stage of op amp which is the differential amplifier.
The gate of M1 is the non inverting input and the
gate of M2 is the inverting input. A differential input
signal is applied across the two input terminals will
be amplified according to gain of differential stage.
The gain of this stage is the transconductance of M1
times the total output resistance seen at the drain of
M2. The main resistance that contribute to the
output resistance are that of the input transistors
themselves and also the output resistance of the load
transistors, M3 and M4. The current mirror active
load used in this circuit has three main advantages.

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First the use of active load devices create a large


output resistance in a relatively small amount of chip
area. The current mirror topology performs the
differential to single- ended conversion of the input
signal, and finally the load helps with common mode
rejection ratio. In this the conversion from
differential to single- ended is achieved by using a
current mirror M4 and M3. The current from M1 is
mirrored by M3 and M4 and subtracted from the
current from M2. Finally the differential current from
M1 and M2 is multiplied by the output resistance,
which is the part of the input to the next stage.
The second stage is a current sink load inverter. The
aim of the second stage is to provide additional gain
consisting of transistor M6 and M7. This stage
receives the output from the drain of M2 and
amplifies it through M6 by common source
configuration. This stage employs an active device,
M7, which serve as the load resistance for M6. The
gain of this stage is the transconductance of M6
times the equivalent load resistance seen at output of
M6 and M7. M6 is the driver while M7 acts as load.
Transistor M8 and a reference current source form a
simple current mirror biasing network that provides a
voltage between the gate and source of M5 and M7
sink a current based on their gate to source voltage
which is controlled by the bias network.

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Shahid Khan Int. Journal of Engineering Research and Applications


ISSN : 2248-9622, Vol. 4, Issue 11( Version 3), November 2014, pp.87-91

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Figure (2): Circuit diagram of Two stage Op amp

IV.

Design Specification

The first aspect considered in the design was to meet the desired specifications. Based on a clear
understanding of the specifications, we have chosen the standard CMOS op-amp circuit topology in our design.
The design specification of operational amplifier is shown in table 1. The compensation capacitor is designed to
achieve stability. This compensation capacitor is connected in series with a resistor which is implemented with
a PMOS. In a two stage op-amp circuit design, in order to get stability in the system, proper compensation
techniques should be added with the op-amp circuits. There are several compensation techniques available like
pole splitting miller compensation, self compensating capacitor, feed forward compensation using an additional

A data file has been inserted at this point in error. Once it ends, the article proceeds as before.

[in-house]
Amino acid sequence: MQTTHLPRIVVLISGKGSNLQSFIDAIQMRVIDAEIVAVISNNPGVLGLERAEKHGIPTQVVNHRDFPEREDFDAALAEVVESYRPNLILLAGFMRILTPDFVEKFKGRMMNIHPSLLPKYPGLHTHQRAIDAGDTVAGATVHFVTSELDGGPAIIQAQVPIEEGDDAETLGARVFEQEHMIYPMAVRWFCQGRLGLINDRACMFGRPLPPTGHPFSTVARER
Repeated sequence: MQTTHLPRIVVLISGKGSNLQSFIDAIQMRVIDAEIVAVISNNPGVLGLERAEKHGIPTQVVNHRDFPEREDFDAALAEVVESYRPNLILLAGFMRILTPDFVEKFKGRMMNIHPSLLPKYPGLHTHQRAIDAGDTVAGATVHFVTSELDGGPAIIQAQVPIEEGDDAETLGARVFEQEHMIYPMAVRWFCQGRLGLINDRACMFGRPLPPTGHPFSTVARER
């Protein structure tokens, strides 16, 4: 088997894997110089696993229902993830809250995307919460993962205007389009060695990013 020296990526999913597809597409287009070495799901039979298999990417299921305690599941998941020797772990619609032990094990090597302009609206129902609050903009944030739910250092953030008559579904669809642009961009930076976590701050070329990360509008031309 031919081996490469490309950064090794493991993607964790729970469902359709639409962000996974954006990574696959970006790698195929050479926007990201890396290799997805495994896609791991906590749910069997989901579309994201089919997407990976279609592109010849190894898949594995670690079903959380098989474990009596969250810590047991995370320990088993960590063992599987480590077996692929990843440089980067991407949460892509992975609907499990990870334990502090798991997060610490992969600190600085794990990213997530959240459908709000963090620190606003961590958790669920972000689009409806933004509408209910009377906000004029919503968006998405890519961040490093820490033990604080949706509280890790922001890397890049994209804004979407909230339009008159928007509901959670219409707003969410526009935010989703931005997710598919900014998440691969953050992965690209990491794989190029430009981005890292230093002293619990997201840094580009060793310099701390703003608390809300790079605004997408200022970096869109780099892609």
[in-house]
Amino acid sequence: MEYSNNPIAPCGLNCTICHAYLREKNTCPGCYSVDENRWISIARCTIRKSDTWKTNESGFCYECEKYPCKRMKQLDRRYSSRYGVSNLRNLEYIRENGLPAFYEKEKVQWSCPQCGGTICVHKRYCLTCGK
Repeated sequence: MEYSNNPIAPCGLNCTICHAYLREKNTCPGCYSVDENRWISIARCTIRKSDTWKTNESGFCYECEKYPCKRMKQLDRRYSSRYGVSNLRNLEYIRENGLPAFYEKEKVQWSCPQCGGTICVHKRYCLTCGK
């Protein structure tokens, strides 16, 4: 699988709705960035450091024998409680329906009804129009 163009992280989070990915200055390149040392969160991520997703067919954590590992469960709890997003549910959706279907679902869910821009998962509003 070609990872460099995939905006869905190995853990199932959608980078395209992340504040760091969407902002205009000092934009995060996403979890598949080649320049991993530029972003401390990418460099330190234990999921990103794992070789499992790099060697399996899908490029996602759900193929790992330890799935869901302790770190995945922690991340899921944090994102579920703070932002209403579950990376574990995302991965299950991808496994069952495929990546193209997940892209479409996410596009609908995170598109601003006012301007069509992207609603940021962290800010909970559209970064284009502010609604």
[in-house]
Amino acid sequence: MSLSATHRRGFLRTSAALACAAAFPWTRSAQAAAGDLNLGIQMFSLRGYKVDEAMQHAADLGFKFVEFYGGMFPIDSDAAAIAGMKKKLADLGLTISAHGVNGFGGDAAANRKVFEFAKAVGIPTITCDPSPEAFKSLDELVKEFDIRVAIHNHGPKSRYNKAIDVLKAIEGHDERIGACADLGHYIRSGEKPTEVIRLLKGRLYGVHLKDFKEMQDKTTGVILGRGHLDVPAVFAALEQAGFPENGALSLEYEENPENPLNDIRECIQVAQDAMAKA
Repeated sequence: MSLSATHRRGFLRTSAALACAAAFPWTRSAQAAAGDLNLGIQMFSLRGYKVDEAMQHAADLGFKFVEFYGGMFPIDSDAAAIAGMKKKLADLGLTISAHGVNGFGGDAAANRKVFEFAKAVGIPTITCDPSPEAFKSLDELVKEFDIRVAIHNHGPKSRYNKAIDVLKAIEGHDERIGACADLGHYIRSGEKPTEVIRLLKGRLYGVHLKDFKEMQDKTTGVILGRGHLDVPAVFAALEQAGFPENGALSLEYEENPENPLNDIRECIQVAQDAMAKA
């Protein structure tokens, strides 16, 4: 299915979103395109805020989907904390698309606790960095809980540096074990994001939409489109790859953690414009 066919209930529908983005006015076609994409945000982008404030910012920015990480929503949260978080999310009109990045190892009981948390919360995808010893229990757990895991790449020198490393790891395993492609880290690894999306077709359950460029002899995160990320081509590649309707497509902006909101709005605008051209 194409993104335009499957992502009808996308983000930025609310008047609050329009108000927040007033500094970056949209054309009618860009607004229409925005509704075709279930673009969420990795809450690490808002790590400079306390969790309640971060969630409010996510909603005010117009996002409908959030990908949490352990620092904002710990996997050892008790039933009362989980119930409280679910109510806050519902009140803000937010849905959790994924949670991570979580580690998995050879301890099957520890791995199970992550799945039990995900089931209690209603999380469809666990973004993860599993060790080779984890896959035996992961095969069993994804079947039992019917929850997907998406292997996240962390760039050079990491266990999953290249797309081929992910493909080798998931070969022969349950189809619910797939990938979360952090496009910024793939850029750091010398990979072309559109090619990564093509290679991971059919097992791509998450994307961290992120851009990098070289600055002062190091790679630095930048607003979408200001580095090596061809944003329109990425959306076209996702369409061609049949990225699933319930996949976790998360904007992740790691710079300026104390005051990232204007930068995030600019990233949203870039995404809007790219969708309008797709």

amplifier, negative miller compensation. In comparison with various compensation techniques RC miller
compensated technique provides high gain and voltage swing and has been used in this two stage op-amp
circuit.
TABLE1.
Specification of two stage CMOS Op amp
Specification Names

Values

Supply VDD

1.8V

Gain

60dB

Gain Bandwidth

5MHz

Power dissipation

<100uw

Slew Rate

10V/usec

Input common Mode Range

0.6V 1.8V

Phase Margin

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65

Output Swing

-1.8V 1.8V

CL

10pf

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Shahid Khan Int. Journal of Engineering Research and Applications


ISSN : 2248-9622, Vol. 4, Issue 11( Version 3), November 2014, pp.87-91

V.

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Simulation and Result

5.1 AC Response
100

-100
DB(v(3))
0d

-200d

SEL>>
-400d
1.0Hz
P(v(3))

10Hz

100Hz

1.0KHz

10KHz

100KHz

1.0MHz

10MHz

100MHz

1.0GHz

Frequency

5.2 Output Swing


2.0V

1.0V

0V

-1.0V

-2.0V
-4.0V
V(3)

-3.5V

-3.0V

-2.5V

-2.0V

-1.5V

-1.0V

-0.5V

0.0V

0.5V

1.0V

1.5V

2.0V

2.5V

3.0V

3.5V

4.0V

VIN+

5.3 Transient Response


2.0V

1.0V

SEL>>
0V
v(1)
2.0V

0V

-2.0V
0s

2us

4us

6us

8us

10us

12us

14us

16us

18us

20us

22us

24us

26us

28us

30us

v(3)
Time

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Shahid Khan Int. Journal of Engineering Research and Applications


ISSN : 2248-9622, Vol. 4, Issue 11( Version 3), November 2014, pp.87-91

www.ijera.com

TABLE 2
Simulated result
Specification Names

Result

Supply VDD

1.8V

Gain

55.5dB

Gain Bandwidth

12.6MHz

Power dissipation

300uw

Slew Rate

0.3V/usec

Input common mode range

-1.8V 1.8V

Phase Margin

VI.

Output Swing

-1.8V 1.8V

Output resistance

28k

Conclusion

The two stage CMOS Op amp has been


designed and its behavior is analyzed. Simulation
results confirm that the proposed design procedure
can be utilized to design op amp. The simulation is
done with Pspice Software.The design is on 0.18um
technology. The Op amp is designed with low power
of 300uw and gain of 55.5db and gain bandwidth of
12.6 MHz and Slew rate is 0.3V/us.

VII.

Future Scope

Design of accurate A/D converters and filters are


challenging work for present applications. So this
work can be extended further for communication
applications with improved slew rate .For the mixed
integrated circuit unity gain bandwidth can be further
increased.

REFERENCES
[1] P.E. Allen and D.R. Holberg, CMOS Analog
Circuit Design Oxford University Press, 2nd
edition.
[2] D. A. Johns and K. Martin, Analog Integrated
Circuit Design, New York: John Wiley &
Sons, Inc., 1997.
[3] Amana Yadav, A Review Paper On Design
And Synthesis Of Two stage CMOS Op-amp
Ijaet Issn: 2231-1963677 Vol. 2, Issue 1, Pp.
677-688
[4] B. Razavi, Design of Analog CMOS
Integrated Circuits, Tata McGraw-Hill, 2002.
[5] Ankit Sharma, Parminder Singh Jassal.
,Design Of A Ultra Low Power, High
Precision CMOS Opamp Based Comparator
For Biomedical Applications, International
Journal of Engineering Research and